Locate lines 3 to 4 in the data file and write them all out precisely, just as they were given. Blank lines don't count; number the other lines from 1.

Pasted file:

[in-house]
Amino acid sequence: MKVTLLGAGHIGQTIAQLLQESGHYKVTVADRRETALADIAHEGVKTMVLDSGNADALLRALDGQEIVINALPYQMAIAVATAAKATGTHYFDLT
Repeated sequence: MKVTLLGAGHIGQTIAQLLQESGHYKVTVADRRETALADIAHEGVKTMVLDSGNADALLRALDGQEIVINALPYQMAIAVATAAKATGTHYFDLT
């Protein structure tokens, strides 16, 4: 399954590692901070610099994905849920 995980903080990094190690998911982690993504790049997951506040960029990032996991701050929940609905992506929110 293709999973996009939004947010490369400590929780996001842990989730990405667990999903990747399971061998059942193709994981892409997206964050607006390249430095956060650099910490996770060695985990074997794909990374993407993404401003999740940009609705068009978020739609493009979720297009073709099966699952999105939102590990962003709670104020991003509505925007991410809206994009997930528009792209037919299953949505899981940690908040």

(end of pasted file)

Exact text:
Repeated sequence: MKVTLLGAGHIGQTIAQLLQESGHYKVTVADRRETALADIAHEGVKTMVLDSGNADALLRALDGQEIVINALPYQMAIAVATAAKATGTHYFDLT
């Protein structure tokens, strides 16, 4: 399954590692901070610099994905849920 995980903080990094190690998911982690993504790049997951506040960029990032996991701050929940609905992506929110 293709999973996009939004947010490369400590929780996001842990989730990405667990999903990747399971061998059942193709994981892409997206964050607006390249430095956060650099910490996770060695985990074997794909990374993407993404401003999740940009609705068009978020739609493009979720297009073709099966699952999105939102590990962003709670104020991003509505925007991410809206994009997930528009792209037919299953949505899981940690908040």